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From Arnaud Garcia <arn...@imagemed-87.com>
Subject Re: Wicket Cayenne
Date Sat, 24 Apr 2010 18:42:44 GMT
I did some tests, maybe it can interest you...,
(these are some reflexions on my pretty bad  understanding of Cayenne, so I
apolosize if it is wrong, it is my first cayenne/wicket project)

If technically it seems ok to put the DataContext in the user session and
retrieve it, as a normal java object,   then you can remove the Cayenne
Filter from your web.xml, because you don't need it anymore, since you are
in charge of the DataContext creation.

I try it and :

WicketMessage: Can't instantiate page using constructor public
org.....HomePage()

Root cause:

java.lang.IllegalStateException: Current thread has no bound ObjectContext.
If you look at the Cayenne Filter, it creates a DataContext and the bind it
to the current Thread.
So, using the same idea, you to rewrite your function like this:
public DataContext getSessionDataContext(){
       synchronized(this){
           if(this.dataContext==null){

BaseContext.bindThreadObjectContext(DataContext.createDataContext())
               this.dataContext =   dataContext = (DataContext)
DataContext.getThreadObjectContext();

           }
       }
       return this.dataContext;
   }

So  I think, the Cayenne DataContext has to be related to the current thread
and not to the user session.

Do you have an idea why the DataContext is bind to the current thread and
not to the user session ?


2/ About Wicket, what do you mean by " Wicket users are abstracted from
HTTPSession" ?


Arnaud



2010/4/24 Nishant Neeraj <nishant.has.a.question@gmail.com>

> weirdly, while implementing I had the same doubt. Seeing into the doc
> here[1] or better here[2], I realized that the idea suggested for web-apps
> does not fit for Wicket because Wicket users are abstracted from
> HTTPSession.
>
> Looking into  the code on how the servlet does this thing, in the method
> org.apache.cayenne.conf.ServletUtil.getSessionContext(..) -- this is what
> being done. see code snippet below. So, I did not evaluate much on gain in
> using getThreadObjectContext() vs CreateDataContext() -- since the
> Cayenne's
> native implementation does that way therefore I followed.
>
> On thinking about this now, I think createDataContext() must not be a loss
> in performance, because what we are doing, basically, is creating context
> at
> session start and holding the instance of DataContext all the time until
> session expires -- so it should be, I hope, at least same as using
> getThreadObjectContext().
>
> But I would like to know if there is a flaw in my thinking.
>
>
> [CODE]
>   /**
>     * Returns default Cayenne DataContext associated with the HttpSession,
> creating it on
>     * the fly and storing in the session if needed.
>     */
>    public static DataContext getSessionContext(HttpSession session) {
>        synchronized (session) {
>            DataContext ctxt = (DataContext)
> session.getAttribute(DATA_CONTEXT_KEY);
>
>            if (ctxt == null) {
>                ctxt = DataContext.createDataContext();
>                session.setAttribute(ServletUtil.DATA_CONTEXT_KEY, ctxt);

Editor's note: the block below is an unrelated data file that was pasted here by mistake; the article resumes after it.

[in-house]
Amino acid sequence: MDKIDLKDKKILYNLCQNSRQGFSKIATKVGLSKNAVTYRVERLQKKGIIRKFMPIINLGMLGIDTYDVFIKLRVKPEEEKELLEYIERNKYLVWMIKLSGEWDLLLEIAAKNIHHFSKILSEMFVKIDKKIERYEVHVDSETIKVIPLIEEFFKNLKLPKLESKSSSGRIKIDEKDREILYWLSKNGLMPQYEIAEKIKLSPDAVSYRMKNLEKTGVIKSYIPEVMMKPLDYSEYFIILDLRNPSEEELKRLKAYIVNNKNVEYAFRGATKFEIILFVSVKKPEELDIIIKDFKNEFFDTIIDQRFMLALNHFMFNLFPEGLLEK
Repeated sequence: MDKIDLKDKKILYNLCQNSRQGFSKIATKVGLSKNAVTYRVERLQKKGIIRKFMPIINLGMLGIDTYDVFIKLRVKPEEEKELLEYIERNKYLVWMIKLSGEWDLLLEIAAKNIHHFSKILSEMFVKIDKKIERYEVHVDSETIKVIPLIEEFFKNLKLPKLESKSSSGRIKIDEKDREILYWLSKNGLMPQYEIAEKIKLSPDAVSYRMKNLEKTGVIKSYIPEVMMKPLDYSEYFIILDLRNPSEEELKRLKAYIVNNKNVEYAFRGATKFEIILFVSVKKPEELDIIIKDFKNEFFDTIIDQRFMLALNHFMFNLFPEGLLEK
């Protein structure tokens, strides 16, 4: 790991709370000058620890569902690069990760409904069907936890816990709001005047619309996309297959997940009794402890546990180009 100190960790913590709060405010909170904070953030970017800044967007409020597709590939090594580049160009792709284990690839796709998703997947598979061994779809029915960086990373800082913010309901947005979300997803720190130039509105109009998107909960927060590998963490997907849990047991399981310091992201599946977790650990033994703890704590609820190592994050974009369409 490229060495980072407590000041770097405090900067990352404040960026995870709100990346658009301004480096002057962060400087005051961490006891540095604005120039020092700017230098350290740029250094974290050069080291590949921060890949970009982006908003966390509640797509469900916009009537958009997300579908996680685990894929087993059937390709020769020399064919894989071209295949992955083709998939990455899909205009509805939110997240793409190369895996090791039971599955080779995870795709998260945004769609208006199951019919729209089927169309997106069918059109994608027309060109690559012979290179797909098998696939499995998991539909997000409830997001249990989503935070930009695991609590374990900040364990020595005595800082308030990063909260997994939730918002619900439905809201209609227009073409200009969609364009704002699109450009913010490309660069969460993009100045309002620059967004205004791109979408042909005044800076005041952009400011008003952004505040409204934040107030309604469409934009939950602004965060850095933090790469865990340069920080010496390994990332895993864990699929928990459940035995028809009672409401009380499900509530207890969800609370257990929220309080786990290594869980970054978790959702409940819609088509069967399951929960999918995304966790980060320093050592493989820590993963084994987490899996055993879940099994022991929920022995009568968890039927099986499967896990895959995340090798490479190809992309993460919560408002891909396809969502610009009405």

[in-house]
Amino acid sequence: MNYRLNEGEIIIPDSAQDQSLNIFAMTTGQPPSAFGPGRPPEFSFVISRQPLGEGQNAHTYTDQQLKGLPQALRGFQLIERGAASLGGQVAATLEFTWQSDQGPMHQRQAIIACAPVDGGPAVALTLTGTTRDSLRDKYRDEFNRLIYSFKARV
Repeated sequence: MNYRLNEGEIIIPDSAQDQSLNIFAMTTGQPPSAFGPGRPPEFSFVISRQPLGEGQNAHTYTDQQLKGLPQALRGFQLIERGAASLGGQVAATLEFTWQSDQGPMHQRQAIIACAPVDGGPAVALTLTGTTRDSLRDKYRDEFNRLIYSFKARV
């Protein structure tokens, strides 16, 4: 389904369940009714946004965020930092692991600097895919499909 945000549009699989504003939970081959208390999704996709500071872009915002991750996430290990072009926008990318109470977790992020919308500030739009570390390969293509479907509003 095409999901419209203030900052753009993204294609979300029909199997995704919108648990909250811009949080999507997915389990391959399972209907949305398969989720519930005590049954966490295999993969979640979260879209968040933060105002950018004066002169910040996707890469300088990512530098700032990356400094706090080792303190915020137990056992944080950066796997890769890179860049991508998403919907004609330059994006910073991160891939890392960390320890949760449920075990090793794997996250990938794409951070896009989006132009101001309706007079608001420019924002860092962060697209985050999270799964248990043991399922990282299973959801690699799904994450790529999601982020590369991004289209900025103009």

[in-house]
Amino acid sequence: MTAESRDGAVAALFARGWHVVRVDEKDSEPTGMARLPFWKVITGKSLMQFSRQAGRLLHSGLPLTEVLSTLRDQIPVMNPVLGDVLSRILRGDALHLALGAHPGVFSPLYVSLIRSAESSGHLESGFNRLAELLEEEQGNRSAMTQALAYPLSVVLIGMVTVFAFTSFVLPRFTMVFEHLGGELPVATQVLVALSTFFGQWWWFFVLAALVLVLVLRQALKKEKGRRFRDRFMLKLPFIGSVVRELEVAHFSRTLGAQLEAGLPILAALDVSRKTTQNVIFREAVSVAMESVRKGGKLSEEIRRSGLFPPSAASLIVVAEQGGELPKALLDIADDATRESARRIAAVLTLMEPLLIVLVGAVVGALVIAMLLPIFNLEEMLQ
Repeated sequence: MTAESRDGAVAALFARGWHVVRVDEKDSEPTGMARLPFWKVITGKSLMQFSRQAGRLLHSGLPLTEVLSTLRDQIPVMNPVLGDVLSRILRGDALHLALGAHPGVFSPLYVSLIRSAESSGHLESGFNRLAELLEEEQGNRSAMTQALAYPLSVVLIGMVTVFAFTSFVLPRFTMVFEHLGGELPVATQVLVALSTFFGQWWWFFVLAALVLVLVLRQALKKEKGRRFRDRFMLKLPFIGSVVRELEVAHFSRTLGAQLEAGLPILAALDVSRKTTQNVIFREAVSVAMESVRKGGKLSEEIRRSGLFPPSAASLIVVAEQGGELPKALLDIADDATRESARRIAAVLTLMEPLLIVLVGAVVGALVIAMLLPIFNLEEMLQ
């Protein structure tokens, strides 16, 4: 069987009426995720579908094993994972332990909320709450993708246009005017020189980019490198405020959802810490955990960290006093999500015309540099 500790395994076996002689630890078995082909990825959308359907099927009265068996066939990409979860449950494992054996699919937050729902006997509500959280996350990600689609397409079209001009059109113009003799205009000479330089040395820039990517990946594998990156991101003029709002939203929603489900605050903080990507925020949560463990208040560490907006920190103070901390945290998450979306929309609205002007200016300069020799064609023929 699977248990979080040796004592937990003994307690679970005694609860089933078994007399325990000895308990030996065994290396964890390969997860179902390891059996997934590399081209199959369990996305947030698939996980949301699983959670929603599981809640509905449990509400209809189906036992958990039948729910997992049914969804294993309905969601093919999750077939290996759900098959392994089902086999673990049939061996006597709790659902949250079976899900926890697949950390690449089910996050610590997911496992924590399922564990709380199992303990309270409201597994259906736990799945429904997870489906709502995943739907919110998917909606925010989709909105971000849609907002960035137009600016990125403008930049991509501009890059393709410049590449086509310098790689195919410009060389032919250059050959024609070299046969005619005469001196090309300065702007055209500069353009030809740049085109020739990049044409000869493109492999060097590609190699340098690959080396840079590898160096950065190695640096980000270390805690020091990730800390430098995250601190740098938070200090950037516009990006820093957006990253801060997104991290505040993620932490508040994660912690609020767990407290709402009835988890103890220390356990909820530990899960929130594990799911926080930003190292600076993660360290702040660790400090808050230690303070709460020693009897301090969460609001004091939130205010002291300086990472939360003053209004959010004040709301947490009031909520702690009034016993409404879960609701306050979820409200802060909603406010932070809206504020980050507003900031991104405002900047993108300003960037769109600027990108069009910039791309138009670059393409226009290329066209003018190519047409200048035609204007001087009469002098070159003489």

>            }
>
>            return ctxt;
>        }
>    }
>
> [/CODE]
>
>
> [1] http://cayenne.apache.org/doc30/obtaining-datacontext.html something's
> wrong, all the code snippets are gone!
> [2]
>
> http://74.125.153.132/search?q=cache:HFEZ2Rs496UJ:cayenne.apache.org/doc20/obtaining-datacontext.html+http://cayenne.apache.org/doc30/obtaining-datacontext.html&cd=1&hl=en&ct=clnk&gl=in&client=firefox-a
>
>
> - Nishant
>
> On Sat, Apr 24, 2010 at 6:06 PM, Arnaud Garcia <arnaud@imagemed-87.com
> >wrote:
>
> > ... OK, putting the dataContext in the session object is certainly a good
> > idea, but for the creation of the DataContext do you think we have to use
> > the createDataContext() or using the DataContext.getThreadObjectContext()
> > since it is supposed to be attached to the current thread by the cayenne
> > filter ...
> >
> > Arnaud
> >
> > 2010/4/24 Nishant Neeraj <nishant.has.a.question@gmail.com>
> >
> > > Hi Arnaud,
> > >
> > > I have used session to store my dataContext
> > >
> > > something like this
> > >
> > > public DataContext getSessionDataContext(){
> > >        synchronized(this){
> > >            if(this.dataContext==null){
> > >                this.dataContext = DataContext.createDataContext();
> > >            }
> > >        }
> > >        return this.dataContext;
> > >    }
> > >
> > >
> > > anywhere I need this, I perform this
> > >
> > > DataContext dctx =
> ((MyAppSession)getSession()).getSessionDataContext();
> > >
> > > I think it may not solve the serialization issue, if session objects
> are
> > > serialized. But you avoid creating DataContext at every page.
> > >
> > > Not sure if this helps you.
> > >
> > > You may want to see how DataBinder[1] has implemented it.
> > >
> > > [1] http://databinder.net/wicket/show/overview/
> > >
> > > - Nishant
> > >
> > > On Sat, Apr 24, 2010 at 1:55 PM, Arnaud Garcia <arnaud@imagemed-87.com
> > > >wrote:
> > >
> > > > Hello,
> > > >
> > > > I put my question in both forum, (wicket and this one)
> > > >
> > > > Does anyone knows how to set up Cayenne for wicket ?
> > > >
> > > > In my WicketPage I have :
> > > >  private DataContext ctxt = (DataContext)
> > > > DataContext.getThreadObjectContext();
> > > >
> > > > but, I don't think it is the good way, since I suppose wicket will
> > > > serialized the full DataContext... (maybe I can put the
> > > > getThreadObjectContext() in a method or constructor to avoid the
> > > > serialization...)
> > > > -> Well, I don't know how what is the good way  ;-)
> > > >
> > > >
> > > >
> > > > thanks,
> > > >
> > > > Arnaud
> > > >
> > >
> >
>

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